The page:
- Review Price: £785.45
After the resounding success of its Eee PC netbook range, the latest of which is represented by the sleek Seashell models, Asus extended the Eee name across a range of products. While the company has netbooks down to a fine art at this stage though, its first attempt at an Eee All In One (AIO) desktop PC – the imaginatively-named Eee Top All In One PC – left us impressed compared to rivals at the time but still wanting more. Well, Asus has delivered big-time with its new EeeTop ET2203T, including highlights such as a far more attractive black-on-silver design, Full HD touch screen and Blu-ray drive.
In fact its relatively high-end specifications puts the ET2203T into a whole different league to the Atom-based original Eee Top, and up against the likes of HP’s TouchSmart range. Obviously it needs the looks to match, and while it’s no iMac, this AIO does look classy. The main screen is a ‘frameless’ affair, with the display area transitioning seamlessly into its smart piano-black bezel. Unfortunately this does mean the screen features a very reflective layer, but it’s surprisingly finger-print and smudge resistant so you won’t need the included cleaning cloth too often.
At the machine’s top you get a discreetly-framed one-megapixel webcam, while the bottom left of the black bezel houses visually pleasing white-backlit touch controls. There’s volume and OSD, as well as a handy ‘home’ button that takes you to the Windows desktop plus indicators for HDD activity and wireless. The OSD is intuitive if a tad bland. Unusually for an AIO PC, you get full control over everything affecting the screen, from brightness and contrast to colour temperature and input selection.
Below the black bezel is a plastic silver speaker grille section, with a chromed strip pleasantly accenting the blue-backlit power button. The whole lot rests on the same transparent plastic outer bezel that adorned the original Eee Top, though unlike the original this model’s has a grey tint to it. The back of the machine, meanwhile, is unrelieved glossy black plastic, while the tilt-adjustable slide-out stand is constructed using brushed metal. Overall, build quality is excellent with not a hint of flex or creak anywhere to be found, which is a fairly impressive achievement.
The ET2203T’s good looks and sleek profile are matched by the included Eee wireless mouse and keyboard combo. Both devices sync easily with the Eee Top main unit and run on twin AAA batteries, meaning you can use rechargeable ones. The small, ambidextrous mouse is reasonably comfortable, with a defined click to its buttons and a soft-touch two-way scroll wheel offering notched feedback.
Reminiscent of the wireless model you get with the iMac, the low-profile isolation-style keyboard is attractive and tiny. Like its Apple equivalent it’s missing a number pad, which is sure to divide opinion. Its shallow matt keys contrast nicely with their glossy surround, layout is spot on and feedback is okay, though not up to the standards of a ‘normal’ desktop keyboard, and we wouldn’t recommend it for extended typing sessions. It’s a question of style over substance, but then that’s the case with the Eee Top overall and indeed with most AIO PCs.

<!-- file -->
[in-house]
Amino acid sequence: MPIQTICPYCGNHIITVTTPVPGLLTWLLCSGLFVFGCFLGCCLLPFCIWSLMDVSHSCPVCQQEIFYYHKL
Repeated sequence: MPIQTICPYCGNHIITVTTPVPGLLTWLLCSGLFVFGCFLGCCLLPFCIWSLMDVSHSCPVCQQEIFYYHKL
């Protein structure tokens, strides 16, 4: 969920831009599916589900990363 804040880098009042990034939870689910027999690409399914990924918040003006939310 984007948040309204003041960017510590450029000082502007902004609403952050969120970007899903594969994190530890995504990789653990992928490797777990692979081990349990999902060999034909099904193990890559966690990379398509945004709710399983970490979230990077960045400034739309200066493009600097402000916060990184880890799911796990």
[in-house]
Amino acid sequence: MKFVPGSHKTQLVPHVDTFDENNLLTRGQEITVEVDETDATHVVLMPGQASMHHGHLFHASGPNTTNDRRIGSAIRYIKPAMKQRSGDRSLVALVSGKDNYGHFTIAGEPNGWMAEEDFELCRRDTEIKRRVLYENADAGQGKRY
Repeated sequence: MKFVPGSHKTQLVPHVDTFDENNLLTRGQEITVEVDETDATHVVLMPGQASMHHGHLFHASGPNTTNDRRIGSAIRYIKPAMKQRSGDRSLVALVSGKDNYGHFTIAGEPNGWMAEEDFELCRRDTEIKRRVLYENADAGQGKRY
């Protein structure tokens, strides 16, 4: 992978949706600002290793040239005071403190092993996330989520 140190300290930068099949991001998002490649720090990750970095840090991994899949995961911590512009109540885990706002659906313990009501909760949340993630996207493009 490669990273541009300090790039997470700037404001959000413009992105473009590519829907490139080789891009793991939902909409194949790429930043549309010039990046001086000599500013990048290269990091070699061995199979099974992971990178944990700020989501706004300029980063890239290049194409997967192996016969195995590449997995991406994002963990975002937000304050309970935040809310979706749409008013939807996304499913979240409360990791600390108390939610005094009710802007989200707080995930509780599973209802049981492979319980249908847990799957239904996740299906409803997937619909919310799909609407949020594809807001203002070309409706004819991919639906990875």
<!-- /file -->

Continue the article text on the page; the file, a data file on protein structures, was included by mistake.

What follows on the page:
The keyboard’s base houses a stylus in an innovative spring-loaded compartment, which lets you pop it out at the touch of a finger. This glossy black stylus can be used to write or draw on the PC’s 21.6in resistive touch screen, and though it’s not sculpted for comfort it’s pleasant enough to use. When our sample arrived the screen wasn’t properly calibrated to the stylus, but a quick session with the simple Touch Panel Tool software corrected this.
While we’re on the topic of the screen, it’s one of the more impressive efforts we’ve seen on a sub-£1000 AIO. Though obviously not in the same playing field as the 27in iMac’s beautiful LED-backlit, 2,560 x 1,440 resolution affair, Asus’ experience in the monitor field is clearly paying off here. The ET2203T’s 1,920 x 1,080 resolution is perfect for Full HD entertainment and gives you oodles of desktop real estate.
As mentioned before the display’s settings are adjustable, but unusually it’s configured (almost) ideally out of the box so you don’t have to change it from its defaults. Unfortunately the glossy layer over the top does throw up a lot of distracting reflections, but once you get past these there’s plenty to enjoy. Contrast is impressive for a TN-type panel, meaning you’ll actually get to see most of the detail in both light and dark parts of images.
Viewing angles are also above par and there’s no sign of backlight bleed, with backlighting being very even overall. Sharpness is likewise good so even the smallest fonts are clear. In fact our only real complaint with this screen is some banding across dark gradations, a problem that will rarely be a significant distraction.